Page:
"They are unfair in making the assumption that I will go on," he said bitterly. "Why must I live? Why must I have the sounds of the screaming and shrieking of the dying and the sight of bodies tossed into the air by laser fire, blood falling like rain, forever ingrained in my mind?"

"Perhaps," she said. "It is part of our judgment upon ourselves. It is the natural result of our actions. We must endure it. It is the only way we can survive. It is our fully deserved punishment. Or perhaps," she wondered aloud, "it is not only a punishment, but another chance that we have been given?"

"For what?" Kan said vehemently. "The galaxy is a mess. My Mm…my Master. He's…I have none. We no longer have the benefits of being on good terms with the Council. We may not even live through one year of the war. What kind of chance is that?"

"Some things," Jordin said, "are best answered by yourself. I'll see you later."

He felt a slight breeze as her cloak fanned out behind her when she crept off. But the cool puff of air only made his face feel hotter with shame. Now he had even been rude to his own friend. His brow furrowed as he gazed deeper into the water, his nose skimming its surface. He was not going to think about Jordin right now. He must push down his guilt…

Why was he still alive, while Ru…his Master, who had done nothing wrong, was…dead. It wasn't fair. Why was Kan given another chance to live as a Jedi, striving to spread peace in the galaxy? He wasn't the right person for the job. He was not deserving of such an honorable position.

You should leave. The Council is wrong to even let you stay on. No one is going to choose you.

"But if I leave, I'll be sent to the AgriCorps, like all the other failed students."

But you aren't a failed student. You'd be leaving of your own free will. The galaxy is huge. You can go anywhere.

"But where will I go?"

He felt his heart fall. It was all just empty hopes and dreams that he had now. If he left, he would wander aimlessly in and out worlds and most likely fall into bad company that could use him and his Jedi skills to evil purposes. But if he stayed…how would he become a Jedi? He was beyond the age of being chosen. And what reputable Master would want him, anyway? He was a terrible being. He had outrightly disobeyed the Council, and because of that, many others suffered.

And you reacted in anger when it could have been an opportunity for you to be Jedi-like…

Never mind. That was not so important. Nothing bad had come of it. Right now all he was concerned about was what he should do now. The past was gone.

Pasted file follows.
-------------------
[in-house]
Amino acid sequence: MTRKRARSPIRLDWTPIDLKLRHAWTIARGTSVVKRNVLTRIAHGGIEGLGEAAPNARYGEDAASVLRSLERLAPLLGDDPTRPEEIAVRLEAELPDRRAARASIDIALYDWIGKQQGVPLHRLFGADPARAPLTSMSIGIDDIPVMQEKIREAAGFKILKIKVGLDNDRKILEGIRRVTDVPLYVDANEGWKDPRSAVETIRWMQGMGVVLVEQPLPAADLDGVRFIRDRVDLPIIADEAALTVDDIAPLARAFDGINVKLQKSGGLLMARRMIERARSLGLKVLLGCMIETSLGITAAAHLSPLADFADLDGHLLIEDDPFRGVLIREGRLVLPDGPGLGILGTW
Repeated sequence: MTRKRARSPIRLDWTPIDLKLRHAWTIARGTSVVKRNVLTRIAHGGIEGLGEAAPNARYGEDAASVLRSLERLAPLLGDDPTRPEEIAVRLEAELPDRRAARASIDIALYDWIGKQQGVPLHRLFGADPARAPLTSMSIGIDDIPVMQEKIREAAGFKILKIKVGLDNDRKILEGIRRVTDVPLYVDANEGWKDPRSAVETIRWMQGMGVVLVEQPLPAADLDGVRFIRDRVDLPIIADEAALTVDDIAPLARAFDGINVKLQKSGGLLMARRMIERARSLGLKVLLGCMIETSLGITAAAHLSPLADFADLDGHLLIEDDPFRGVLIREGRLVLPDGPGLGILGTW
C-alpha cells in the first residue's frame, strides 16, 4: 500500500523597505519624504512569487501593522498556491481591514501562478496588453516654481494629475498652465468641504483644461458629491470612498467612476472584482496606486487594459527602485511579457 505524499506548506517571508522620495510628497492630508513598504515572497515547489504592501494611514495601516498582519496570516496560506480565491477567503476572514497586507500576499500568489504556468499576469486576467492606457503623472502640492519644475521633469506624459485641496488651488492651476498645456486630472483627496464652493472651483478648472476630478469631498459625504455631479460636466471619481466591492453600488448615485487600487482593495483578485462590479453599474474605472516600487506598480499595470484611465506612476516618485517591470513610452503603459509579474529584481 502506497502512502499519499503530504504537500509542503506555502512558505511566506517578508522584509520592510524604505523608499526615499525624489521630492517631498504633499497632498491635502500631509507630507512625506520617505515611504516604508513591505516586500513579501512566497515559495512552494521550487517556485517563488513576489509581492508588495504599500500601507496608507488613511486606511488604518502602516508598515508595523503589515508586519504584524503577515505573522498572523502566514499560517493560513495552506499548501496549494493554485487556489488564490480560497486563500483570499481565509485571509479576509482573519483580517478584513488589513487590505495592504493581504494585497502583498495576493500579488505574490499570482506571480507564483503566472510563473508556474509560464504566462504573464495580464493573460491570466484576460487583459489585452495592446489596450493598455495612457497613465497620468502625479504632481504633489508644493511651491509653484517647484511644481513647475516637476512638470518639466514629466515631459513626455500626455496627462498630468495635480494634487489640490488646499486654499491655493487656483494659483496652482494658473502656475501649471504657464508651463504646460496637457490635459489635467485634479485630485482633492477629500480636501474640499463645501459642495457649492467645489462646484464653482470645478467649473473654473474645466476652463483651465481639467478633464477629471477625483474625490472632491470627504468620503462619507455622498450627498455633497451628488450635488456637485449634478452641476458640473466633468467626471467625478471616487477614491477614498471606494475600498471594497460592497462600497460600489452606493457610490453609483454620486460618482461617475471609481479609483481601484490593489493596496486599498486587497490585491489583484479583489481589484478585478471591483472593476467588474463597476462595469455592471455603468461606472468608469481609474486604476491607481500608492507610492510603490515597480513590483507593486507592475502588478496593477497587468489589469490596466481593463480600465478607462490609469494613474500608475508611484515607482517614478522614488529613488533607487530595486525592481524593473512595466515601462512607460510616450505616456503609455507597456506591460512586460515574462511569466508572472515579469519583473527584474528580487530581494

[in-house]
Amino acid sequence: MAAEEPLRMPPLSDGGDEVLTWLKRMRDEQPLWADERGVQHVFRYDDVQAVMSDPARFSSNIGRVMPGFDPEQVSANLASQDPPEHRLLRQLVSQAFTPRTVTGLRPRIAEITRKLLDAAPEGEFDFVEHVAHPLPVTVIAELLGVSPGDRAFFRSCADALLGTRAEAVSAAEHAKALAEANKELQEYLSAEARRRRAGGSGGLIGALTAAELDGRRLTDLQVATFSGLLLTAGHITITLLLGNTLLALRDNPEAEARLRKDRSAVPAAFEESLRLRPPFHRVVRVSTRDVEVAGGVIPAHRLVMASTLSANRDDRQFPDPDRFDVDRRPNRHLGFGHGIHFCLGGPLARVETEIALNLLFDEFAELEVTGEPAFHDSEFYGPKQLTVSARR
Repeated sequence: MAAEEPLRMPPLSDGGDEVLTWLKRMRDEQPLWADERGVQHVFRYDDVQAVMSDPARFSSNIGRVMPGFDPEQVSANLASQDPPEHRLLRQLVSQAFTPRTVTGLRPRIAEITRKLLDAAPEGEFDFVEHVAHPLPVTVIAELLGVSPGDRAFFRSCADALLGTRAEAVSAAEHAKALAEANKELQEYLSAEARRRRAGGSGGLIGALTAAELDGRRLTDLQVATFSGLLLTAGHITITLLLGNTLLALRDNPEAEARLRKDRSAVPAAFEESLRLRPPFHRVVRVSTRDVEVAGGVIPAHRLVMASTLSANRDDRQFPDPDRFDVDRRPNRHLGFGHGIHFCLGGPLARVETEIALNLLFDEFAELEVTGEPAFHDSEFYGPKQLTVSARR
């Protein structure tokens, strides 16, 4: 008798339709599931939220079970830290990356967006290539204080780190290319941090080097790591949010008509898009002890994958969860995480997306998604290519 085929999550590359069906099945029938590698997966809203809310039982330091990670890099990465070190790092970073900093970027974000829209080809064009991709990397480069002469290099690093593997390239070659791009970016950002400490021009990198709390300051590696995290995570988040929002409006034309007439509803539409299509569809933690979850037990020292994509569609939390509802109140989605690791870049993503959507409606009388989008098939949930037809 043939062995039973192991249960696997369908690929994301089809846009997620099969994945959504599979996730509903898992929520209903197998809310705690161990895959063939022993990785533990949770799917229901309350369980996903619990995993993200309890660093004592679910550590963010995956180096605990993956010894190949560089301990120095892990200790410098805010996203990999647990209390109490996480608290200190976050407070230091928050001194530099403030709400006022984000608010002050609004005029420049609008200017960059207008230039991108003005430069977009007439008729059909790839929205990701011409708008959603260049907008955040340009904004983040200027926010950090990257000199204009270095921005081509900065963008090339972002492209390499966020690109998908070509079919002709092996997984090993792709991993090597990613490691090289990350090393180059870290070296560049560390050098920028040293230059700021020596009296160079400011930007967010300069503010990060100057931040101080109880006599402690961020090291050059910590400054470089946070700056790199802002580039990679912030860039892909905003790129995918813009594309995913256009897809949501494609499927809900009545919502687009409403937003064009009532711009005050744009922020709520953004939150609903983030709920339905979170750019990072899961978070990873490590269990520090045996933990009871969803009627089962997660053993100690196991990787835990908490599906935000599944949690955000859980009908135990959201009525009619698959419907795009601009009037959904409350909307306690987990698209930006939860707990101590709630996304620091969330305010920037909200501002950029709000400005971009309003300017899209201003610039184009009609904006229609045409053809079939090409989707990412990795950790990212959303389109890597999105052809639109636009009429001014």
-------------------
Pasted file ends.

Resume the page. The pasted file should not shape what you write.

What if I wasn't there? Would He have lived to return to me?

He suddenly felt a surge in the Force, so strong it could only come from a Jedi Master.

He looked around frantically, desperately trying to find a place to hide. He did not want to meet any more Jedi, not after what happened. Especially not now, when the shame and guilt were still hanging heavy over him. He had to get away…

A tap on his shoulder made the blood drain from his face. Too late. They had rooted him out.

Maybe if I don't turn around…

"Are you crazy?" he said to himself. "Stop running away from things you don't want to face. This is life. Live it. The running away stops now. Turn around."

He turned his head to face the Jedi.

To his surprise, it was not the stern Mace Windu, or the harsh disciplinarian Rei Saffron who confronted him, as he had thought. Instead, it was Yoda who stood before him, gazing upon him with his deep, calm, green-blue eyes. There was no emotion revealed on the old Master's face, which made Kan furious in spite of himself. Why couldn't he tell what the Masters were thinking? It was a Jedi skill that he was supposed to be taught. Were they teaching him everything about the Force, or just things that they wanted him to know?

Beside Yoda, stood a taller, trim figure in black. Keen dark-blue eyes looked down at him intently. Kan suddenly felt very uncomfortable under these two scrutinizing gazes. And he felt even more perturbed at the sight of Adriaan. She alone was the last person he wanted to see.

He was in a torment. It felt like all of his thoughts were being pulled out of him against his will, to be stared at with painfully bright eyes, then thrown out into the wind; thrown away, as if it all amounted to nothing. That was how powerful Adriaan's and Yoda's gazes were. They seemed to know exactly what Kan was thinking.

Personally, I feel like running off to crawl into the darkest hole I can find.

"Young Enik, expelled, you were not," Yoda said. "But a problem, now you are."

Kan nodded, keeping his eyes averted so that they would not see the look of pain on his face. "What must I do?" he murmured humbly.

"Yourself, answer you must," the great Jedi answered. Then he nodded at Adriaan, as if receiving a silent signal from her. She gestured with her hand. Then he turned away, hobbling at a surprising rate back down the hallway.